Chris realized that he had never, ever understood
Geling Yan, a widely respected young Chinese author, immigrated to the United States after the Tienanmen Square massacre. She is best known here for the movie Xiu Xiu : The Sent Down Girl, the script for which she cowrote with director and childhood friend Joan Chen, from Yan's own short story. In this new novel, set in the 1870s, she has borrowed a figure from history, Fusang, the most famous prostitute in San Francisco, and has imagined an unusual lover for her, a 12 year old white boy named Chris.
Approaching the issue of anti-Chinese racism through these two characters, she tells a tale of slavery, rape and murder, and, ostensibly, love. I say ostensibly because Chris and Fusang remain completely opaque throughout the novel; we can never comprehend their motivations or thought processes. One of the things that helps to make them so mysterious is that the novel is narrated by a female descendant of Fusang, who has gathered 160 texts about the Chinese experience in San Francisco, in an effort to understand her enigmatic ancestor's life.
I may well be wide of the mark here, but it seems like Yan's point may be that Fusang and Chris are equally incomprehensible to each other, as they are to us. In fact, though the novel has the structure of an epic love story, the message would seem to be that there is something fundamentally illusory in such interracial love affairs. At one point she says of Chris :
He has yet to realize that the infatuation one feels
for what one cannot understand is just as violent
This linkage of racist hatred with cross-cultural romance, though awfully harsh, has more than a grain of truth to it. Equally stern is her later judgment of Chris, when he wants Fusang to marry him :
It is as if being with you, Fusang, is not a matter
of anything so shallow as love or happiness, but
It's hard to imagine a more stinging indictment of the kind of racial understanding which, though it masquerades as selflessness and acceptance of others, is really based as much on objectification of those "others" as is racism.
In what I found the most powerful passage of the book, which after all is an examination of racism and violence directed against Chinese-Americans, Yan, in discussing the causes of a riot, reveals just how universal and non-specific is the human hatred which fuels such incidents, and even links it to the Cultural Revolution in China :
Hatred is amazing. It makes people self-righteous;
it drives them with a sense of mission. I'm not
When I was a child I saw those sexual impulses they
called the cultural revolution and those
This is a very dark--though I would argue realistic--vision of human nature.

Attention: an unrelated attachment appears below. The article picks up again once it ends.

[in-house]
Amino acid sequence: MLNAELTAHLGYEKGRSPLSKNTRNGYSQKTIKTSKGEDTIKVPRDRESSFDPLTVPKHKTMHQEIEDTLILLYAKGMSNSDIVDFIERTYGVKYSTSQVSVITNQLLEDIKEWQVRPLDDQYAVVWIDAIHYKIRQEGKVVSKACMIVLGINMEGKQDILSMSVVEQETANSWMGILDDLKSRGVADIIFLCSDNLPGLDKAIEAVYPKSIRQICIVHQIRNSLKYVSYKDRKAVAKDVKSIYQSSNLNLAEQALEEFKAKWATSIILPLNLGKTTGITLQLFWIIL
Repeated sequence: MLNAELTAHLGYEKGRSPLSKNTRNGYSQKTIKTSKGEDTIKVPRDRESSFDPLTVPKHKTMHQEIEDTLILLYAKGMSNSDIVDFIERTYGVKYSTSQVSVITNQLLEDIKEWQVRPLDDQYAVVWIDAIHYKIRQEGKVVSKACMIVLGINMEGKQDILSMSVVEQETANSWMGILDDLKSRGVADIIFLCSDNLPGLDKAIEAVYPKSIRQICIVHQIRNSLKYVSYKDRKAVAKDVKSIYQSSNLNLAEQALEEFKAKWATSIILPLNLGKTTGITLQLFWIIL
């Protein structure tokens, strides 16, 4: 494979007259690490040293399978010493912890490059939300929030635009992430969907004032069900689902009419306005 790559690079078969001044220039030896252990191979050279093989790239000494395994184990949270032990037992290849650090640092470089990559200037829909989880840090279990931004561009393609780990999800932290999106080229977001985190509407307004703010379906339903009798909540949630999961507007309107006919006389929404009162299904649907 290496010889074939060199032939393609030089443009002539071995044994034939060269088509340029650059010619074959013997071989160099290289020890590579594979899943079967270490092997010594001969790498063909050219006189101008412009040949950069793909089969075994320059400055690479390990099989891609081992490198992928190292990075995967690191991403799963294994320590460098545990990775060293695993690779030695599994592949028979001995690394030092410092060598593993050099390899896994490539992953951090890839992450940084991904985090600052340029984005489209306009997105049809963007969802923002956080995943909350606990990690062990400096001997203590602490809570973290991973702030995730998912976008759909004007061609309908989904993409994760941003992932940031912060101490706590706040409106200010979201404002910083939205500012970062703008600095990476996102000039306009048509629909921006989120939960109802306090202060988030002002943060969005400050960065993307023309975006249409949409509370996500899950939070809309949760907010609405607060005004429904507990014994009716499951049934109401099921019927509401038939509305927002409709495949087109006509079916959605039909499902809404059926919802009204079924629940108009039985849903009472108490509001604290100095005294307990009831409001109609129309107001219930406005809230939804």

This darkness, combined with various scenes of violence, the emotional distance of the central characters, the sparseness of the author's prose, make this a book that many people will not enjoy. Quite honestly, I wasn't sure if I liked it until I thought about it for quite awhile. But ultimately, despite the somewhat harrowing nature of the story, the brutal honesty of Yan's ideas won me over. And the more I've thought about it, the more I appreciate it.
See also:Asian Literature
-EXCERPT : Chapter One of Daughter of Lost Happiness
-BOOK SITE : The Lost Daughter of Happiness : A Novel By Geling Yan (Hyperion Books)
-INTERVIEW : Joan Chen & Geling Yan : Making Xiu Xiu (Jeffrey M. Anderson, Combustible Celluloid)
-PROFILE : Columbia grad Yan Geling wins awards, acclaim for fiction (Jotham Sederstrom, Columbia Chronicle)
-REVIEW : of The Lost Daughter of Happiness by Geling Yan (Philip Gambone, NY Times Book Review)
-REVIEW : of Lost Daughter of Happiness (CAROLYN SEE, The Washington Post)
-REVIEW : of The Lost Daughter of Happiness by Geling Yan (Ruth Rosen, SF Chronicle)
-REVIEW : The Lost Daughter of Happiness by Geling Yan (Book Browse)
-REVIEW : of THE LOST DAUGHTER OF HAPPINESS by Geling Yan (YVONNE CRITTENDEN, Toronto Sun)
-REVIEW : of White Snake and Other Stories by Geling Yan (James Bryant MacTavish , City Pages)
-REVIEW : of White Snake (Nadine Kam, Honolulu Star-Bulletin)
-REVIEW : of White Snake : From China with Love : Erotic suffering and insatiable desire abound in short stories from writer Geling Yan (Gail Wronsky, New Times Los Angeles)
-REVIEW : of White Snake (Francis Phillips, Ruminator)
CATHY SILBER :
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